3D printed guitars hit road with Klaxons
The UK indie rock band made a tongue-in-cheek announcement last June that their next tour would be played entirely on 3D printed instruments, but their fantasy has been turned at least partially into reality with the help of 3D-printed guitar company Customuse and 3D printing experts from the University of Sheffield.
The band's announcement in June was made not long after University of Sheffield graduates Mahdi Hosseini, Sophie Findlay and Justas Cernas set up their new company, Customuse, (www.customu.se) to design and create custom 3D-printed guitars. Mahdi came up with the idea after realising that his dream of a personalised guitar was financially out of his reach – unless he could get one printed.
As a Sheffield student, Mahdi was lucky to have on hand Professor Neil Hopkinson, who is not only a renowned expert on 3D printing but also plays electric bass guitar. Professor Hopkinson had already supervised an undergraduate project to design and print a guitar and so was well-placed to provide Customuse with technical advice.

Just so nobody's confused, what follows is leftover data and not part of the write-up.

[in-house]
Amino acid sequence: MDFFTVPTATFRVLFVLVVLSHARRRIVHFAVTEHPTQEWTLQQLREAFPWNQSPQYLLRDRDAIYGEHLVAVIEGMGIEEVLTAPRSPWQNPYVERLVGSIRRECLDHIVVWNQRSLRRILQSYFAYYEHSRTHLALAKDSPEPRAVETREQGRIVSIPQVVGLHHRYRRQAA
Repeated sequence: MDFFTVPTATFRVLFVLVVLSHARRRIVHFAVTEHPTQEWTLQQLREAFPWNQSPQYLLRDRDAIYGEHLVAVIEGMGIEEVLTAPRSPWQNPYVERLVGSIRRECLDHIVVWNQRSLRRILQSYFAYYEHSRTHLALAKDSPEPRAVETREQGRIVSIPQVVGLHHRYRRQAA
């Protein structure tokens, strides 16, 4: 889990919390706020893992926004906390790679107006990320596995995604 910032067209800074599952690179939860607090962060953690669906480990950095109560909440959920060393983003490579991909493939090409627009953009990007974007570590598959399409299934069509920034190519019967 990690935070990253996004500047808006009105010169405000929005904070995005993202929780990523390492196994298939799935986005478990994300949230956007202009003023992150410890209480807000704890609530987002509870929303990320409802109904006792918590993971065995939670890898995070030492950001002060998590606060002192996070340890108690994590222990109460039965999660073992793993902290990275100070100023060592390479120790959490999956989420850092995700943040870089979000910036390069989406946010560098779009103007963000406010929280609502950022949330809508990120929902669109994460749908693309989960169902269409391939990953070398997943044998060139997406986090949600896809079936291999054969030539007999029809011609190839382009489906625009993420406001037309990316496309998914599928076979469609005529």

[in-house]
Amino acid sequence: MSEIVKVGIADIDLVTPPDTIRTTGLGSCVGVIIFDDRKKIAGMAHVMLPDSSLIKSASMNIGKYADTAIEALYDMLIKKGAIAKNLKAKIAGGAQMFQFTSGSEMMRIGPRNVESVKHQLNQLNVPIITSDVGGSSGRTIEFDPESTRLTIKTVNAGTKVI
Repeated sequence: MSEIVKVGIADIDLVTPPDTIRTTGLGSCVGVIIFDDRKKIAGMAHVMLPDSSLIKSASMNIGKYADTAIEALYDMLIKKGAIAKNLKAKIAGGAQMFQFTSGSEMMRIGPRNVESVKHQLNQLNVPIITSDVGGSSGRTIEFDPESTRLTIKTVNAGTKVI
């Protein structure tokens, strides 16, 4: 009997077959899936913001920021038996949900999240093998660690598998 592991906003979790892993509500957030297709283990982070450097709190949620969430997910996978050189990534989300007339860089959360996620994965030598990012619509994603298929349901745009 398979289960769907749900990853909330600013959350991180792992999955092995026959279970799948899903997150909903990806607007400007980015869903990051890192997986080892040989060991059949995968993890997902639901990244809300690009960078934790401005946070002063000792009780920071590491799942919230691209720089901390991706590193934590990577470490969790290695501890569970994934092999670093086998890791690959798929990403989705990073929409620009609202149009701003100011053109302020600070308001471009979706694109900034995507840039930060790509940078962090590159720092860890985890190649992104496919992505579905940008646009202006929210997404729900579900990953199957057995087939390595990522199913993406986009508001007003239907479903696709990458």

Customuse used guitars printed at the University of Sheffield to showcase the concept to potential investors and clients in the run-up to their crowdfunding campaign, which will be launched in December. Klaxons then selected the company to produce one-of-a-kind, custom lead and bass guitars for the band's 3D printed tour, with each instrument personalised with the band's own insignia.
Professor Neil Hopkinson said: "When the Klaxons announced their tour would be 3D printed, they didn't seem to really believe it could happen, but for guitars at least it's a very achievable goal. 3D printing is the ideal technology to create personalised instruments of this kind, as it allows you to have an intricate design with a lightweight body while retaining the necessary strength to ensure the guitar will work well."
Mahdi Hosseini said: "When we set up Customuse just a few months ago, we never imagined two of our guitars would be on the road with a band like Klaxons so soon. But having a guitar made to your individual design isn't just for rock stars. With 3D printing, amazing designs can be created while the price tag remains realistic."
After playing the guitars for the first time, Jamie Reynolds, bassist for Klaxons, said he was "absolutely blown away". Bandmate and guitarist Simon Taylor-Davies compared them to the boundary-pushing guitars of the 80s, remarking that "3D printed [guitars] are about as magical as it gets."
Provided by University of Sheffield